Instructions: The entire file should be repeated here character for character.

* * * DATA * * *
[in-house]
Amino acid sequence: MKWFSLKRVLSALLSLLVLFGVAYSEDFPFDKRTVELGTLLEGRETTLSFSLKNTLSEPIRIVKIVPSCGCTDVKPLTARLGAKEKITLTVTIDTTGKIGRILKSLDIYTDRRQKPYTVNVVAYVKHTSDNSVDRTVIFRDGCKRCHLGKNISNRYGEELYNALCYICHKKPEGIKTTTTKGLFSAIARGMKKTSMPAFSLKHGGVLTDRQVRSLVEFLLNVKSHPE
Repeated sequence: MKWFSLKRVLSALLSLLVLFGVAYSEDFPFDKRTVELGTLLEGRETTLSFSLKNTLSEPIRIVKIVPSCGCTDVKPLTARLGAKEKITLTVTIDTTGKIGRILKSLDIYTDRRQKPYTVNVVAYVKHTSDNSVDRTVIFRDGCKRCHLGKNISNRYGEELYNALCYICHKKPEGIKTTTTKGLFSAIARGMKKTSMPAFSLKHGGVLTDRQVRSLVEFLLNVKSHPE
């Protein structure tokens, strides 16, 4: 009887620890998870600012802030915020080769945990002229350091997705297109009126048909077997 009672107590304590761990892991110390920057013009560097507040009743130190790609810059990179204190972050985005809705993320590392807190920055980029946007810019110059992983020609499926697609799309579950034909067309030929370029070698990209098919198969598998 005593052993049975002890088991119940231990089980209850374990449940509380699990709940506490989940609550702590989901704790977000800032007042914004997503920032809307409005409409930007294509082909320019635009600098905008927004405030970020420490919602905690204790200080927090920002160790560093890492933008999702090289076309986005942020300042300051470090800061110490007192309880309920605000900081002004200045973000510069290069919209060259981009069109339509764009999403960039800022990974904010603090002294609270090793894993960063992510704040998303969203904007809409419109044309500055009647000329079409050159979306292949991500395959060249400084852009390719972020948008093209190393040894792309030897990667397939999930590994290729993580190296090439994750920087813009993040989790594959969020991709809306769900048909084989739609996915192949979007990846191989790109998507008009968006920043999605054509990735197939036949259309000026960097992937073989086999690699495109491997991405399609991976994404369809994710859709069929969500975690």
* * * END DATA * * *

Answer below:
[in-house]
Amino acid sequence: MKWFSLKRVLSALLSLLVLFGVAYSEDFPFDKRTVELGTLLEGRETTLSFSLKNTLSEPIRIVKIVPSCGCTDVKPLTARLGAKEKITLTVTIDTTGKIGRILKSLDIYTDRRQKPYTVNVVAYVKHTSDNSVDRTVIFRDGCKRCHLGKNISNRYGEELYNALCYICHKKPEGIKTTTTKGLFSAIARGMKKTSMPAFSLKHGGVLTDRQVRSLVEFLLNVKSHPE
Repeated sequence: MKWFSLKRVLSALLSLLVLFGVAYSEDFPFDKRTVELGTLLEGRETTLSFSLKNTLSEPIRIVKIVPSCGCTDVKPLTARLGAKEKITLTVTIDTTGKIGRILKSLDIYTDRRQKPYTVNVVAYVKHTSDNSVDRTVIFRDGCKRCHLGKNISNRYGEELYNALCYICHKKPEGIKTTTTKGLFSAIARGMKKTSMPAFSLKHGGVLTDRQVRSLVEFLLNVKSHPE
């Protein structure tokens, strides 16, 4: 009887620890998870600012802030915020080769945990002229350091997705297109009126048909077997 009672107590304590761990892991110390920057013009560097507040009743130190790609810059990179204190972050985005809705993320590392807190920055980029946007810019110059992983020609499926697609799309579950034909067309030929370029070698990209098919198969598998 005593052993049975002890088991119940231990089980209850374990449940509380699990709940506490989940609550702590989901704790977000800032007042914004997503920032809307409005409409930007294509082909320019635009600098905008927004405030970020420490919602905690204790200080927090920002160790560093890492933008999702090289076309986005942020300042300051470090800061110490007192309880309920605000900081002004200045973000510069290069919209060259981009069109339509764009999403960039800022990974904010603090002294609270090793894993960063992510704040998303969203904007809409419109044309500055009647000329079409050159979306292949991500395959060249400084852009390719972020948008093209190393040894792309030897990667397939999930590994290729993580190296090439994750920087813009993040989790594959969020991709809306769900048909084989739609996915192949979007990846191989790109998507008009968006920043999605054509990735197939036949259309000026960097992937073989086999690699495109491997991405399609991976994404369809994710859709069929969500975690």